He had a point. Ever since Liam had been released from hospital after being shot by crime boss Jonny Wellingham, Liam’s boyfriend Marco Ponti hadn’t let him move without being by his side. That would drive Shaun mad, but Liam was in love and lapped it up.
Careful, Shaun, you’re beginning to sound like a jaded old queen.
“They’ve invented a new thing, little brother,” Shaun said. “It’s called the internet. I’ll show you when I get home. It’s brilliant.”
“Funny guy,” Liam replied. “You’re as bad as him, anyway. You’ve only been gone an hour and you’re checking up on me.”
Bored of the stuffed animals, Shaun moved on to a stall that had a revolutionary garlic press whose sign proclaimed he’d been living half a life without. Shaun examined it and wasn’t sure that was strictly true. He’d managed for over thirty years without this essential piece of kit. He had an inkling he could struggle on for the rest.
“Actually, it wasn’t about you, believe it or not. I wanted to talk to you about Christmas,” he said. “I might go home to Blackpool. It would be nice to see some of the guys.” Silence on the other end of the line told him what Liam thought of that idea. “Liam? Are you still there?”
“You know you can’t,” Liam said quietly. “Marco said it isn’t safe yet.”
Shaun slammed the garlic press back down onto the stall.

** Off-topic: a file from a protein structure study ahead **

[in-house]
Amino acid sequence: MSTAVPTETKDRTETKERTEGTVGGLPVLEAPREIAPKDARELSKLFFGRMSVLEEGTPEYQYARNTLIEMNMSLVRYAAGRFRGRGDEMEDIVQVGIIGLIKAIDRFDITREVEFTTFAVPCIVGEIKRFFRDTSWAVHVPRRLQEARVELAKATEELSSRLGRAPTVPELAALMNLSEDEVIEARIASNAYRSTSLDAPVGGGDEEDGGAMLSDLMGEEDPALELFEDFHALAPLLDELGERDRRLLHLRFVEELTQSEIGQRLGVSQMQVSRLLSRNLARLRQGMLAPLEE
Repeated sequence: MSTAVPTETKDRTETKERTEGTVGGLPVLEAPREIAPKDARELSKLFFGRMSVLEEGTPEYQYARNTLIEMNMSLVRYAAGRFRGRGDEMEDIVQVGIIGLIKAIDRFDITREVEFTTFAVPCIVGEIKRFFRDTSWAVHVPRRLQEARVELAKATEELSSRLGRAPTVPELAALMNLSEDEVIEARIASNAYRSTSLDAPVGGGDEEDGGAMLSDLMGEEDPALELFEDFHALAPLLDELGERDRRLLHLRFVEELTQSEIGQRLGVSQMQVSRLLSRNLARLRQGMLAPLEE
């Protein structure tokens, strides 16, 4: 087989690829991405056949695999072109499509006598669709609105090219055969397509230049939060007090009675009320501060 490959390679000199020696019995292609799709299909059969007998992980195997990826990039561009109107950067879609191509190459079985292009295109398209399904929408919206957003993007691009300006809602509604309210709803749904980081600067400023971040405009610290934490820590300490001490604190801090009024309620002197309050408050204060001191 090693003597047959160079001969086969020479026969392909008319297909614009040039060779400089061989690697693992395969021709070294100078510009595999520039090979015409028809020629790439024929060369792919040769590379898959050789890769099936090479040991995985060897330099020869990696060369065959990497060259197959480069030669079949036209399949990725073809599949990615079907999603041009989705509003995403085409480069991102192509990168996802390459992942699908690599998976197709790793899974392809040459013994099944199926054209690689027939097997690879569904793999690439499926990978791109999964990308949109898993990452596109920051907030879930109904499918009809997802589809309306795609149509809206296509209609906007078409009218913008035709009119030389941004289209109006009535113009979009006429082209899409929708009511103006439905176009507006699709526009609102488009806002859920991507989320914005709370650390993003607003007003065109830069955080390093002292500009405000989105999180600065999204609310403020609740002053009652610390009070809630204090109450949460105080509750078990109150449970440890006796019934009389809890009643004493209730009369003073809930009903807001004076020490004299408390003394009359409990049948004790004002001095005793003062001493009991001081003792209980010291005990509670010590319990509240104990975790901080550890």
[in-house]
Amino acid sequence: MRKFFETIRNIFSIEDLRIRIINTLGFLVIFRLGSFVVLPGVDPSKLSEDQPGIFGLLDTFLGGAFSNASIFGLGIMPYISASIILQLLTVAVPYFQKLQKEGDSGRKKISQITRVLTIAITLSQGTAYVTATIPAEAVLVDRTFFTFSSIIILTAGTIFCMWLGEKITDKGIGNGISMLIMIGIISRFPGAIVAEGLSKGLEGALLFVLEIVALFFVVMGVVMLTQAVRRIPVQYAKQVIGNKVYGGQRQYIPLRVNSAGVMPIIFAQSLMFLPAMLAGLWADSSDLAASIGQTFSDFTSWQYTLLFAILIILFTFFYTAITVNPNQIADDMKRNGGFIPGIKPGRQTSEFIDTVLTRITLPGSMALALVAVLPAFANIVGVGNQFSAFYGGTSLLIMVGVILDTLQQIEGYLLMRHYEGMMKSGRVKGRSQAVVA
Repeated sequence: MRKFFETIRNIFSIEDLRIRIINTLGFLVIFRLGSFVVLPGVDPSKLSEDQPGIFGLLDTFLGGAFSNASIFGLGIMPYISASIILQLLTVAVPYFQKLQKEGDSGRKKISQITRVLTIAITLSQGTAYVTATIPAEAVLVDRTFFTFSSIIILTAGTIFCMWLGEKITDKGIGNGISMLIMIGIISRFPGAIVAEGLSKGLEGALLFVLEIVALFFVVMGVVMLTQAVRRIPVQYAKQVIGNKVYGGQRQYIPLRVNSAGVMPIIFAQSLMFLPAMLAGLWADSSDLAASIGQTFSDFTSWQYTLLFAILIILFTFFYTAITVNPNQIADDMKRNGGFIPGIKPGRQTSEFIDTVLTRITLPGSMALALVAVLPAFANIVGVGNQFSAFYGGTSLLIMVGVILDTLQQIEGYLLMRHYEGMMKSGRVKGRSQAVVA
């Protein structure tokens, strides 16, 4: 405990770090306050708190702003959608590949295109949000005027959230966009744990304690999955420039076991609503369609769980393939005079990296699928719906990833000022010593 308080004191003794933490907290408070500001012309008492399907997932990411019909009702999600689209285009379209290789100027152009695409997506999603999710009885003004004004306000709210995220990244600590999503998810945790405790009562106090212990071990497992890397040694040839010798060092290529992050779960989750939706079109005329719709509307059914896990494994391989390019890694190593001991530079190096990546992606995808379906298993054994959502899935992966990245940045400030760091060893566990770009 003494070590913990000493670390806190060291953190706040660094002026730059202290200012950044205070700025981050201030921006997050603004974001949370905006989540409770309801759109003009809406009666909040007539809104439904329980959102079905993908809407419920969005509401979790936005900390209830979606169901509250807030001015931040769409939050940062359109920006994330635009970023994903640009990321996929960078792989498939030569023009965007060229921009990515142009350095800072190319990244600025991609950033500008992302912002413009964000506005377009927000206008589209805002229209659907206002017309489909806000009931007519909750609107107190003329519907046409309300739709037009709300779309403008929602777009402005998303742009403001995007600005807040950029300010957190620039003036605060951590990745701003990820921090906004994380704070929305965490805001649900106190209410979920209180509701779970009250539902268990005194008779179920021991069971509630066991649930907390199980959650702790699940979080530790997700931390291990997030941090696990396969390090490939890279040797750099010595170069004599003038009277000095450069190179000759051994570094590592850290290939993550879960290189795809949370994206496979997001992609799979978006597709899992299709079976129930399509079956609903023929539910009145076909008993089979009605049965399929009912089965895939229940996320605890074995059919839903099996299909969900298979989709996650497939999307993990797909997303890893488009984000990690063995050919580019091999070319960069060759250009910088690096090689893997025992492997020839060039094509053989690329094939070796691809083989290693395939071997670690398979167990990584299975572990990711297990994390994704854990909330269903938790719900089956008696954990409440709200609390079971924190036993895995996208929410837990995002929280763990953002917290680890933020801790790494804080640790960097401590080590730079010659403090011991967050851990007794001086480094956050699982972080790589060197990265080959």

“Breakages are paid for,” said the stall holder.
It was hard to take someone seriously who had garlic bulb earrings with a matching necklace.
“Sorry,” he mouthed to her. But the ever-present frustration had risen up in him. “Fuck’s sake, Liam. It’s been three months. Wellingham is probably on the Costa del Knobhead, drinking sangria or something.”
Liam sighed. “Until their uncle comes and gets things properly running, you can’t. It won’t be for much longer. Besides—”
“Besides what?” Shaun snapped.
“I thought it might be nice for us to spend it together,” Liam said shyly. “It’s been years.”
A flash of guilt replaced the anger. They hadn’t had Christmas together since Shaun had left Manchester many years ago. He’d been travelling too much. Then when he went to Blackpool, Liam had taken up with Wellingham’s gang and couldn’t be persuaded to come to his. Shaun had found it hard to tempt him to a nut roast in a yoga bed and breakfast when Jonny offered drink, drugs and God knew what in a mansion.
“I suppose I’m cooking the dinner as well, am I?” Shaun asked.
“It will give you something to think about,” Liam answered. “You love planning shit like this. Remember your thirtieth? You choreographed your own surprise party.”
Shaun couldn’t deny it. He didn’t like to leave things to chance. “So we’ll all sit around eating turkey and Christmas pud?” he asked.
“Don’t forget the crackers.”